October 10, 2011
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Abakan Mountain range where yeti conference says the beast is likely hiding.
"During an expedition to the Azasskuyu cave, conference members collected irrefutable evidence of the habitation of the Snow Man in the Shoria Mountains. They found his footprints, his supposed bed, and various markers with which the yeti marks his territory," reads a statement from the conference.
A Russian scientists, Anatoly Fokin, also found several hairs that he said may belong to the yeti. 'Yeti hairs' collected in the Himalayas recently turned out to be those of a goral, a wild ungulate. The hairs from Russia will be analyzed as well.
An orangutan in Sumatra. If the yeti did exist would it be more related to the orangutan or humans? In addition, some cryptozoologists believe there is a large undiscovered ape in Sumatra, dubbed the orang pendak. Photo by: Rhett A. Butler.
Some media outlets have labeled the conference largely a publicity stunt to attract tourists to the remote region, currently dominated by coal and metal industries. Conference members came from as far afield as the US, Canada, Spain, Sweden and Mongolia.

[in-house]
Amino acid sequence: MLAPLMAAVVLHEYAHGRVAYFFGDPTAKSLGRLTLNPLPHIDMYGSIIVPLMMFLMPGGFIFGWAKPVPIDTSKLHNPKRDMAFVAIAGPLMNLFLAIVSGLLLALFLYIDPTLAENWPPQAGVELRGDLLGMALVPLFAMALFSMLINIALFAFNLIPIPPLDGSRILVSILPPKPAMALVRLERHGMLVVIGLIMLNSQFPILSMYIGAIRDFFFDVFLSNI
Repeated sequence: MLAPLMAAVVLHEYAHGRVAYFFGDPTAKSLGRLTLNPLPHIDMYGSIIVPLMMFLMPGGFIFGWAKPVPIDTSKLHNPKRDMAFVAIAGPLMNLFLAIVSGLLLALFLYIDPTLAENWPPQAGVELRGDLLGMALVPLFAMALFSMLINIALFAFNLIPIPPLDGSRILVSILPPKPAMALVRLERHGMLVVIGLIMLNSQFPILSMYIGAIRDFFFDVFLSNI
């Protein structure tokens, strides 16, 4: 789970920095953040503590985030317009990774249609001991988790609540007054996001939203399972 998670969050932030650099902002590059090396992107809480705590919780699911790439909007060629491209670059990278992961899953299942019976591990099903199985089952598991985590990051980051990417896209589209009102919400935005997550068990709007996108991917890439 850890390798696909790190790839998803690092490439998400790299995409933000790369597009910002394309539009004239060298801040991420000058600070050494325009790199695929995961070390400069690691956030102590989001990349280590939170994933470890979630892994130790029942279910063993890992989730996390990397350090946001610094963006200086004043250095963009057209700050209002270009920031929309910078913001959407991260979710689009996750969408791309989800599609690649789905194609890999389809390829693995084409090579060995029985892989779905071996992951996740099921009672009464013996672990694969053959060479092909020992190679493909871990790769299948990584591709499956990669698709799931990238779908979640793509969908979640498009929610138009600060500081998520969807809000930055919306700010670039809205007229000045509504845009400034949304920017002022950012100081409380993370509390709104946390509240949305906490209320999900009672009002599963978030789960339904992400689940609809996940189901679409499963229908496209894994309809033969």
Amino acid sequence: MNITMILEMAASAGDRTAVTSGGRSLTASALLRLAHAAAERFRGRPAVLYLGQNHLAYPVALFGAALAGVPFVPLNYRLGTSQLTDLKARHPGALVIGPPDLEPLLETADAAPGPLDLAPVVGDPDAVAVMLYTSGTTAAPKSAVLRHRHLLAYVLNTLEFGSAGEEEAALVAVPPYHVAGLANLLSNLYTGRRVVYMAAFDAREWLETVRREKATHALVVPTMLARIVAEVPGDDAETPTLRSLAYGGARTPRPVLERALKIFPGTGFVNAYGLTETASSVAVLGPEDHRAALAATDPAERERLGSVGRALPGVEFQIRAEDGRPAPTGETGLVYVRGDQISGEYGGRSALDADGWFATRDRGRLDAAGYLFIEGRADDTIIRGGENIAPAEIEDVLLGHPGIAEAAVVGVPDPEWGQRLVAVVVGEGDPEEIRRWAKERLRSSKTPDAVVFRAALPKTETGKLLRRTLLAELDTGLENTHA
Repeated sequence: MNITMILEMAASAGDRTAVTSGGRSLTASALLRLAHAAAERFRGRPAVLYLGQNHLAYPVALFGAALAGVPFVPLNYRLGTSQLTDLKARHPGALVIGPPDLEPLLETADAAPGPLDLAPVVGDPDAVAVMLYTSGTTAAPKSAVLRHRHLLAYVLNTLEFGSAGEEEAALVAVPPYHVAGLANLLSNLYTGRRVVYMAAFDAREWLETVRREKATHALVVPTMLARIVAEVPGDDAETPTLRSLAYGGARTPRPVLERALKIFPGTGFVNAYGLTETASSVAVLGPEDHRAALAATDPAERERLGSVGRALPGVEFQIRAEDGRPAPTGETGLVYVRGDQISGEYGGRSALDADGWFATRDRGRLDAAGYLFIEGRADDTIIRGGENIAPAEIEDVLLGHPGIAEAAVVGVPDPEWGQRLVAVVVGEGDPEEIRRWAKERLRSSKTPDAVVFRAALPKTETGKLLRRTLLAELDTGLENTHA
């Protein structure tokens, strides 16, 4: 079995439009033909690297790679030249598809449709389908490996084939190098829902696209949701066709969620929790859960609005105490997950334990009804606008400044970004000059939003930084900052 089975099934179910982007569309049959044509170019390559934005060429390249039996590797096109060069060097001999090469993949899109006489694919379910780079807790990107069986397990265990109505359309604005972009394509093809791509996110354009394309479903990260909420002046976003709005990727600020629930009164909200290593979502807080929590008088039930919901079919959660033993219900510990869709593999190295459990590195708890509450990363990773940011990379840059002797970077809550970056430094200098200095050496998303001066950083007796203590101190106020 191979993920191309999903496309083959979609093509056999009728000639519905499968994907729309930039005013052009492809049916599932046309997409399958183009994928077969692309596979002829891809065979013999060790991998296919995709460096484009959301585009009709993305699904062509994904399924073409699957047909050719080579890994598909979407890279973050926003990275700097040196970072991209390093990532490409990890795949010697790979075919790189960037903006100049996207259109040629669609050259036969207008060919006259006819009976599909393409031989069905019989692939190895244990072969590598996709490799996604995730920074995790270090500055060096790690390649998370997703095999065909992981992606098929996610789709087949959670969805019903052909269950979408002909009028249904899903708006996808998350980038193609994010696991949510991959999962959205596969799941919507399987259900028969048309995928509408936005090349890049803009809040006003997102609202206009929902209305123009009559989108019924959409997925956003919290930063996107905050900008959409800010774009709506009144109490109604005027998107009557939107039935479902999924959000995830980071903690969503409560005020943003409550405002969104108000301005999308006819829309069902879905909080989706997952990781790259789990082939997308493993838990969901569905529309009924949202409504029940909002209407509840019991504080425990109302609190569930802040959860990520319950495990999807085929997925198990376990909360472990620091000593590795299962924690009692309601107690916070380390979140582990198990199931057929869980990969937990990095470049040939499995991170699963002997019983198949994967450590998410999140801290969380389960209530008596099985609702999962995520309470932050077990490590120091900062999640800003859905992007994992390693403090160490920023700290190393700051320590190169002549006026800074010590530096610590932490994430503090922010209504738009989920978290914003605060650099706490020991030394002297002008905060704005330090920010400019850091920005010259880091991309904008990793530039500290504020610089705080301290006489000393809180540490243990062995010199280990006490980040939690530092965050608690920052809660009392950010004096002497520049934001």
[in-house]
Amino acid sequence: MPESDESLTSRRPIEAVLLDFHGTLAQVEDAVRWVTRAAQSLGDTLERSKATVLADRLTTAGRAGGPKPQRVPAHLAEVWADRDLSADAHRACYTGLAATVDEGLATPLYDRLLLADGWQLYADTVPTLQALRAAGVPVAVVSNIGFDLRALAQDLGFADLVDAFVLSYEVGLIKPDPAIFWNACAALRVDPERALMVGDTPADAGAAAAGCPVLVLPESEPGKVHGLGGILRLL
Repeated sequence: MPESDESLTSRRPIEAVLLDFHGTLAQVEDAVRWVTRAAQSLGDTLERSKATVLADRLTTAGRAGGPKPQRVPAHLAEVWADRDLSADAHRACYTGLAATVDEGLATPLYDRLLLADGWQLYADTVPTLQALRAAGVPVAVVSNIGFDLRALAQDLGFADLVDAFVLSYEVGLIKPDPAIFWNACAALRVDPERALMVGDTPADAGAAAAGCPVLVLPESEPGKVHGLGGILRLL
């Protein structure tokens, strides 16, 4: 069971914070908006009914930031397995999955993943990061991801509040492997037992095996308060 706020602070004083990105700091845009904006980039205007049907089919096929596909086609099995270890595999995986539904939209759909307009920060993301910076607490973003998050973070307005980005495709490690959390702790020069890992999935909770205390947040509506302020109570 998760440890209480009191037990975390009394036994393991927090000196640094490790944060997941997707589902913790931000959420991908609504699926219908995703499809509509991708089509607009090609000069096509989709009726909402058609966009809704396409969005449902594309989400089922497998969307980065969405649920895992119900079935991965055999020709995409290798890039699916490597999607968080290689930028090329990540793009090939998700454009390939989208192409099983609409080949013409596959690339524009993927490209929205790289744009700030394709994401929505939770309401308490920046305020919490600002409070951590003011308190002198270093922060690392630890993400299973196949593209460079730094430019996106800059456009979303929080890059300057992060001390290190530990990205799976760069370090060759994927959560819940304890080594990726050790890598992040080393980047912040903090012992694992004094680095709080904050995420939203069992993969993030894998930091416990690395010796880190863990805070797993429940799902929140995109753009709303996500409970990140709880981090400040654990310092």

However, some well-respected scientists, such as Jane Goodall, have said it's possible a large undiscovered primate still exists and is the source of sightings around the yeti, sasquatch, or Sumatra's orang pendak.
Although newly discovered mammals are usually rodents or bats, there have been new monkeys discovered in Africa, Asia, and South America recently. Still these are small animals, nothing close to the reputed size of a yeti.
"We have concluded that these living beings are in principle human beings because they can even talk and communicate with people," Igor Burtsaev who initiated the conference recently said. "They are another species that differ from us, of course. Yetis are well adapted to nature. Their life style is similar to that of animals. They do not use tools, clothes or fire but are quite intelligent." Burtsaev believes these 'beings' may be long-surviving populations of Neanderthals, which most scientists say went extinct over 30,000 years ago.
The conference was the first in half a century to bring yeti experts together. There is talk of creating a yeti research center in Russia.
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Yeti 'proof' actually belongs to cliff-dwelling goral
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